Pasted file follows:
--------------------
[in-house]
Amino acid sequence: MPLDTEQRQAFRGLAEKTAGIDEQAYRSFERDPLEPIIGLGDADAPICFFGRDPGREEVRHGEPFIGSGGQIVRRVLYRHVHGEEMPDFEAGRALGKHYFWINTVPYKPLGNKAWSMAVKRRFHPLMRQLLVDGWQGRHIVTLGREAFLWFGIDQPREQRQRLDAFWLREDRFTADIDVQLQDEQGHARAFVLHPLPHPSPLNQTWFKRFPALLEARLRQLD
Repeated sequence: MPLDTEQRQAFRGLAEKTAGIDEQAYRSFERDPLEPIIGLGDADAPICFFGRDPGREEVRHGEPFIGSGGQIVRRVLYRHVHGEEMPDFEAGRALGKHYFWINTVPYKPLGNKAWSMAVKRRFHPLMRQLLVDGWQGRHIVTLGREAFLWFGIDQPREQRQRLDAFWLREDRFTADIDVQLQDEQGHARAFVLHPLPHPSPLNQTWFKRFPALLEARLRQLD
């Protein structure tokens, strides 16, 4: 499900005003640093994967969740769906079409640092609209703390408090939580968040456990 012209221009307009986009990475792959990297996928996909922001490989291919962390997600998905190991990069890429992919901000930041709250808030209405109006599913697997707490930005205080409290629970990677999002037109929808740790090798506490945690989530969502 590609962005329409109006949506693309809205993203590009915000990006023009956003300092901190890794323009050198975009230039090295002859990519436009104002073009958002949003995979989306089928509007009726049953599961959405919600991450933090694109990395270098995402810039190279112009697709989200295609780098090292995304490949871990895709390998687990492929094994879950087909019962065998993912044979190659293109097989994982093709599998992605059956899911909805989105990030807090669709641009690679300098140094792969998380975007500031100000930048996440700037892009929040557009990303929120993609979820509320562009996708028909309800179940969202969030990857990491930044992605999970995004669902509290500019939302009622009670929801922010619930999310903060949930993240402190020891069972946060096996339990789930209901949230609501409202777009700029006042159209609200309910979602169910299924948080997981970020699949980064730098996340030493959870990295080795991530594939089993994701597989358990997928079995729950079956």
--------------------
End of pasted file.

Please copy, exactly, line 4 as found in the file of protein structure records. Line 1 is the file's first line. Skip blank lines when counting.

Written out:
């Protein structure tokens, strides 16, 4: 499900005003640093994967969740769906079409640092609209703390408090939580968040456990 012209221009307009986009990475792959990297996928996909922001490989291919962390997600998905190991990069890429992919901000930041709250808030209405109006599913697997707490930005205080409290629970990677999002037109929808740790090798506490945690989530969502 590609962005329409109006949506693309809205993203590009915000990006023009956003300092901190890794323009050198975009230039090295002859990519436009104002073009958002949003995979989306089928509007009726049953599961959405919600991450933090694109990395270098995402810039190279112009697709989200295609780098090292995304490949871990895709390998687990492929094994879950087909019962065998993912044979190659293109097989994982093709599998992605059956899911909805989105990030807090669709641009690679300098140094792969998380975007500031100000930048996440700037892009929040557009990303929120993609979820509320562009996708028909309800179940969202969030990857990491930044992605999970995004669902509290500019939302009622009670929801922010619930999310903060949930993240402190020891069972946060096996339990789930209901949230609501409202777009700029006042159209609200309910979602169910299924948080997981970020699949980064730098996340030493959870990295080795991530594939089993994701597989358990997928079995729950079956």